Consumers are being warned about the dangers of buying Christmas tree lights through online marketplaces, as a new Which? investigation reveals almost half of the products it tested could cause a fire or electric shock.
The consumer champion carried out a series of tests according to the electrical safety standard – which products must pass to be sold in the UK – on 13 products bought from third party sellers across four online marketplaces, as well as two purchased from high street retailers.
Six out of the 13 sets of Christmas tree lights bought through online marketplace sellers failed the testing and are dangerous to use. AliExpress, eBay and Wish each sold two products that failed the tests.
In two instances, control boxes on lights bought from AliExpress and eBay got so hot during a short circuit test they began to smoke and then melt. The insides were left charred and the printed circuit board was reduced to a molten plastic mess by the end of the test.
Several of the products also presented an electric shock risk. In an electrical strength test, the insulation in one control box for a set of lights bought from Wish broke down, making the whole unit live, meaning it would be a hazard for anyone who came into contact with it.
Similarly, when Which? checked the distances between the live and neutral parts of the circuit board, it was found that the distances were up to half of the legal requirement for three sets of lights. In the worst cases, this could lead to arcing – where electricity travels through the air – and an electric shock for anybody touching the lights.
The same three products, bought from AliExpress, Ebay and Wish, were so shoddily manufactured that, using minimum force, testers were able to pull the cable out of the control box – once again risking a shock.
Five products from Amazon Marketplace passed all the electrical safety tests, while lights from high street retailers John Lewis and Argos also passed.
In addition, Which? carried out checks including whether the products had the correct markings and instructions required to be legally sold in the UK. It found that nine of the 13 did not comply with the official standard. Three products that melted during the circuit test were so catastrophically damaged that a compliance check was not carried out.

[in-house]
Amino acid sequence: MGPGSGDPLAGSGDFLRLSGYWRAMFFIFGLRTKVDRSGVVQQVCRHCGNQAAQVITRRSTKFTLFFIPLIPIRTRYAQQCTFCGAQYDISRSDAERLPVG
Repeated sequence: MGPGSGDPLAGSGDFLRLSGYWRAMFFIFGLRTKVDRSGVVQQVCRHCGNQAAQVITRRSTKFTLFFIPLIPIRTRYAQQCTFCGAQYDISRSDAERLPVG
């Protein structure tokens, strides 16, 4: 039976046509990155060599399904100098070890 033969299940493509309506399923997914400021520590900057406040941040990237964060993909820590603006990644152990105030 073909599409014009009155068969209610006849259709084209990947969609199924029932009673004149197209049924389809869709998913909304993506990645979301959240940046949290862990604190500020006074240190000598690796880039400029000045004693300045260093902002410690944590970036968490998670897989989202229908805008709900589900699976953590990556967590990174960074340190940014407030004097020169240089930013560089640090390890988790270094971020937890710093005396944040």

The 12 unsafe or non-compliant products were purchased from third party sellers across all four marketplaces, In total, just one set of lights bought from across the four online marketplaces passed all of the safety tests and a compliance check. These were purchased from Amazon Marketplace.
Both sets of lights bought from high street shops also met all the compliance requirements as well as passing the safety tests.
Which? was able to identify several features that many of the lights that failed to pass the safety tests shared, and serve as warning signs that the products could be dodgy. These include lights packaged in plain plastic wrapping with no branding, as well as a lack of instructions. The worst performing lights – those where the control boxes melted – cost less than five pounds from the online marketplace sellers they were bought from.
Which? is advising anyone buying Christmas lights to do so from the high street or a recognised retailer and recommends that anyone who suspects they may have purchased dangerous lights immediately take them down.
The results are the latest in a long line of unsafe products on online marketplaces highlighted by Which?. In September, Which? found dozens of USB chargers, travel adaptors and power banks listed for sale that were so poorly designed that they could cause electric shocks or start fires.
Which? is now calling for online marketplaces to have greater legal responsibility for the safety of products sold on their sites, as well as clearer requirements for taking down unsafe products, and greater transparency for shoppers about who they’re buying from.
Natalie Hitchins, Which? Head of Home Products and Services, said:
“Many of the cheap and seemingly cheerful Christmas lights we’ve tested from online marketplaces simply aren’t safe, and we’ve found some even have the potential to set a tree alight.
“The significantly better performance of products bought from high street retailers exposes just how necessary it is to strengthen consumer protections for online marketplaces. The new government must make safety a priority and put the legal responsibility on marketplaces to prevent unsafe products from being sold on their sites.”